Looking back at what I have written for my Pesach posts over the last years, my heart aches, as it does for everyone, for what we enjoyed and for what we had been so looking forward to again this year. We had planned to go to our son for the Seder along with our younger daughter and her family, plus our younger son. It would have been fun, noisy and chaotic. Instead we will be sitting in our own home at our very small seder, with just our younger son for company. Moreover from this afternoon until tomorrow (or is it until Friday? It is a bit confusing) we will be under a real curfew, forbidden to leave our houses at all. This is a situation that none of us have ever found ourselves in, but we all understand that it is in order to prevent the spread of the virus through family and friends get-togethers over the festival.
Understanding the rationale for the restrictions placed on us – from the upcoming curfew, to the standing order not to walk further than 100m from our homes unless it’s for necessary shopping or medical reasons, to the social distancing, isolation, plus the menacing fear in the background that G-d forbid we or our loved ones might become ill – doesn’t necessarily make us feel better. In fact what many of us are feeling is a kind of grief.
I am so tempted to complain and moan (and have been heard to do so!), even mourn what we have (hopefully temporarily) lost. But since we are on the eve of Pesach when we are commanded to be happy since it is a joyous festival, I am trying very hard to count my blessings
I am not alone, I have my husband.
I have a roof over my head
I have plenty of food
I have clothes to wear
I have my children, grandchildren, siblings and parents. I also many friends, and even if I can’t see them physically, at least close-up, I can talk with them electronically.
Most importantly, we are living in Israel, which I am doubly grateful for. It is the Land of our Fathers, we are living and creating Jewish history here, and are going to hold our Seder in the country which our ancestors could only dream of being able to do.
I am also so grateful to G-d that we are in Israel because I feel it is one of the few countries that seems to know how to cope with the coronavirus pandemic. No, the numbers are not great but they could have been so much worse.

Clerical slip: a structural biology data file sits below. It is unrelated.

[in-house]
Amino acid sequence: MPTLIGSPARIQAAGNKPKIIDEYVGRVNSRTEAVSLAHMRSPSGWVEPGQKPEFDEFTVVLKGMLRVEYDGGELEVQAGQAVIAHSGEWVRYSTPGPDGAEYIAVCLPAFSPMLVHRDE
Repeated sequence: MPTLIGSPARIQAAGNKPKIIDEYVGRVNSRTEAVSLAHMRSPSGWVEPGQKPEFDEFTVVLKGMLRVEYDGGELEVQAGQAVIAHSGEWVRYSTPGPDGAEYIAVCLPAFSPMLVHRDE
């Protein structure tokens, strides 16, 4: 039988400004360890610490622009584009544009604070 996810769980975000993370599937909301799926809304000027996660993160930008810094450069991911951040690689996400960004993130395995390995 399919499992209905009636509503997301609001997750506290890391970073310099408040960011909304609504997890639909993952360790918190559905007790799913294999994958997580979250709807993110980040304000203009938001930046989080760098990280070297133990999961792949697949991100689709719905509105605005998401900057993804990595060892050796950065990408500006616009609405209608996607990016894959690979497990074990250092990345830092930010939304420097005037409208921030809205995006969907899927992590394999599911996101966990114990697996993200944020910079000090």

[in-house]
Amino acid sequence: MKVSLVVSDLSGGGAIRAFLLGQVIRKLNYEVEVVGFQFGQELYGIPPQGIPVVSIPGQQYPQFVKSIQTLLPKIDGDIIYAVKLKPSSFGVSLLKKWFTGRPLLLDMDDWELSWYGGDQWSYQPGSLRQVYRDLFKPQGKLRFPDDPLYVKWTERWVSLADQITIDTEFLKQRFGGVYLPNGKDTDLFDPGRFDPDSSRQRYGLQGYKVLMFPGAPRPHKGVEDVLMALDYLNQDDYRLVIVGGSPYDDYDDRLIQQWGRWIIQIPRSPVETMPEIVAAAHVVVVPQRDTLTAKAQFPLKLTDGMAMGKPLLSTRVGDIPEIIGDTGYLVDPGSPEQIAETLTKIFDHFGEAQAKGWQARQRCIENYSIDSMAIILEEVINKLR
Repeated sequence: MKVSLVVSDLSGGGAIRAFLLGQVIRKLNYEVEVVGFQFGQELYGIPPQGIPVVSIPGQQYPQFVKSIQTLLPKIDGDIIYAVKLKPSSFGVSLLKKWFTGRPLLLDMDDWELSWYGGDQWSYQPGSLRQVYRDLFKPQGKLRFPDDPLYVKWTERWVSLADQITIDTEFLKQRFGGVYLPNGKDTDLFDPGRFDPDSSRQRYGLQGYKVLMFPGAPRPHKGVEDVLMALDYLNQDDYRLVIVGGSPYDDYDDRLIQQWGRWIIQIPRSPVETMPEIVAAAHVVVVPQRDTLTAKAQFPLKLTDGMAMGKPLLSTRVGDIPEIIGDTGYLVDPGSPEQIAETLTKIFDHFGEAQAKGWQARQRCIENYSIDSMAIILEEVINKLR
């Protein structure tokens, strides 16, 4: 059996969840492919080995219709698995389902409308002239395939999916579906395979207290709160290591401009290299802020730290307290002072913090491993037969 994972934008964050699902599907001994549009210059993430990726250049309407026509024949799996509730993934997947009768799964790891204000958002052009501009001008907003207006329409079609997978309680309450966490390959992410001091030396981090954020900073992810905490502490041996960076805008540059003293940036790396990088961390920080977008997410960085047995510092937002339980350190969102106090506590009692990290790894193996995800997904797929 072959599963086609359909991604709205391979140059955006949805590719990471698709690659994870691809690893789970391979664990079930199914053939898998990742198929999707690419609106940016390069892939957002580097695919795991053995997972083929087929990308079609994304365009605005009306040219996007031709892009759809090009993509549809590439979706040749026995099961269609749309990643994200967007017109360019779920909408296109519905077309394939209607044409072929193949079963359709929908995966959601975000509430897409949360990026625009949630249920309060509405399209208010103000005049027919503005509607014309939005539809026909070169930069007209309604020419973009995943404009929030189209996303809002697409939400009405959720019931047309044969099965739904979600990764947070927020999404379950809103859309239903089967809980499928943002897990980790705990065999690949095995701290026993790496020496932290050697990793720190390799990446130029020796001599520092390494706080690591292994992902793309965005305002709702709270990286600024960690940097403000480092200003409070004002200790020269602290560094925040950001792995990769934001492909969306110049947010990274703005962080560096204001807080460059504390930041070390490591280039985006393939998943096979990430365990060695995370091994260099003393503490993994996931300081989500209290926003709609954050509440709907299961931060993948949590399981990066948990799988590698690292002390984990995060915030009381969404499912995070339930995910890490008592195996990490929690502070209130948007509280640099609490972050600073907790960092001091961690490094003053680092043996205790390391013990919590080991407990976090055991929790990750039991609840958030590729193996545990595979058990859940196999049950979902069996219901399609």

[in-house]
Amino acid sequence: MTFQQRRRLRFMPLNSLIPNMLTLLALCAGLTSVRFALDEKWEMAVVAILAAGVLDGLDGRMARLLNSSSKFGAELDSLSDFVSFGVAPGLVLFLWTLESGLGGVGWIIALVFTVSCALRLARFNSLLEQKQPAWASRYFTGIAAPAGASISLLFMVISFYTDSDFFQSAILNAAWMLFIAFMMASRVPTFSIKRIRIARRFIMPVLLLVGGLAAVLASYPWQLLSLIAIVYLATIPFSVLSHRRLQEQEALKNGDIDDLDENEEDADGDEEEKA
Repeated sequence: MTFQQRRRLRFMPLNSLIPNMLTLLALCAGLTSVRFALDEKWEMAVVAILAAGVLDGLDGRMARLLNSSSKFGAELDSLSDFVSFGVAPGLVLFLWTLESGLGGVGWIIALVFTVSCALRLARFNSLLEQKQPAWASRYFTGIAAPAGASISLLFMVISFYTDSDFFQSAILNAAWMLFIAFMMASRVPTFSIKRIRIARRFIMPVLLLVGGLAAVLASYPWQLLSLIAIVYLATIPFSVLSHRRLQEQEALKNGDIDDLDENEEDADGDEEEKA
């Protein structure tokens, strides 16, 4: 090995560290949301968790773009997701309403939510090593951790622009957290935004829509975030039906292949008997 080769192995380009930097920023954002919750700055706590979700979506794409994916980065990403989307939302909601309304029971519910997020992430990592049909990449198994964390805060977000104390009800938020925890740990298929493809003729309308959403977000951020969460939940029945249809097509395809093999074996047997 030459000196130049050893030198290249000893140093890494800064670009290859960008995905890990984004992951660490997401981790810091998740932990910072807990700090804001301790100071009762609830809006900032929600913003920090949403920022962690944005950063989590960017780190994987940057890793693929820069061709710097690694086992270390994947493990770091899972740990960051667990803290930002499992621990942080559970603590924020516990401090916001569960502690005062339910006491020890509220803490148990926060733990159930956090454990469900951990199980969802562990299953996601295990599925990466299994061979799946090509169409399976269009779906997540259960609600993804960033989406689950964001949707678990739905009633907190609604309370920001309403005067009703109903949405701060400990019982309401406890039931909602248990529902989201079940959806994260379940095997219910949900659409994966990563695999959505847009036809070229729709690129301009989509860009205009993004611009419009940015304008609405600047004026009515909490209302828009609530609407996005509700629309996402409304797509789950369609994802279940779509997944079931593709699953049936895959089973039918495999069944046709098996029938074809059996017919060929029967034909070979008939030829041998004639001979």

With all this in mind, this is not going to be a regular Pesach post. You can read my previous posts at this link for those who are interested.
Instead I shall bring you here some uplifting items to improve your mood before the chag.
Here is the always-inspiring Rabbi Jonathan Sacks, talking about the difficulty of social isolation davka at this time when we normally sit with our family and friends in large gatherings at the Seder table. He talks about the Israeli initiative for people to open their windows and balconies on Seder night so that we can all hear each other during the Seder, and thus ease the feelings of isolation especially for those on their own.
Our Rabbanit, Rachel Lifschutz, posted some beautiful and thought-provoking words on our shul’s whatsapp group which I am going to translate and post here:
This year’s Seder night, which because of the circumstances will take place in more limited formats, can actually be an opportunity to delve into parts of the Haggadah that we did not reach in previous years because of the background noise of the children or because we rushed due to the multitude of participants.
Every year, the mathematical discussion about the number of plagues in the middle of the Haggadah amazed me a lot. There are different and varied interpretations. I’m going to try another direction. Do you know what 3D glasses are? You see a picture or movie, put on the 3D glasses and suddenly everything is seen in depth and you see wonderful things we couldn’t see before. In this mathematical section of the Haggadah we are given three-dimensional glasses to see what goes beyond the ten plagues. To see even to a small extent the depth of G-d’s leadership of the world. Not everything is flat, there is much beyond what we can see. And there are levels: 40, 50, 250 … depending on the “device” through which things are examined. A magnifying glass shows more than usual, a microscope deepens the vision and there are devices that allow even deeper vision.
Once we were at a hotel in Jerusalem on Shabbat on the 10th floor. Every time we went up the stairs I was happily surprised because on the first floor, we only saw the backyard, but the higher up we went, we saw Jerusalem spread out before us in all its glory and beauty.
These days, we only see and hear Corona. But we will try to put on the 3D glasses especially on the Seder night and try to see a bit further. Because obviously there are depths in these things that we do not understand or see and we will continue to believe that everything that God does is all for the best.
Happy Passover to you and your family. Take care and may we soon be able celebrate with everyone together.
And to close this rather different Pesach post, here are the musicians of the Israeli Philharmonic, playing “separately but together”, each musician in their own home but together creating a harmonious whole.
I would like to wish all my readers, along with all of Klal Yisrael, a chag kasher vesame’ach – a happy and Kosher Passover. May we all merit to celebrate, together and in good health!, in rebuilt Jerusalem “speedily in our days” as we say in the Seder.
Wishing you all Chag Kasher Ve’Samea’ach!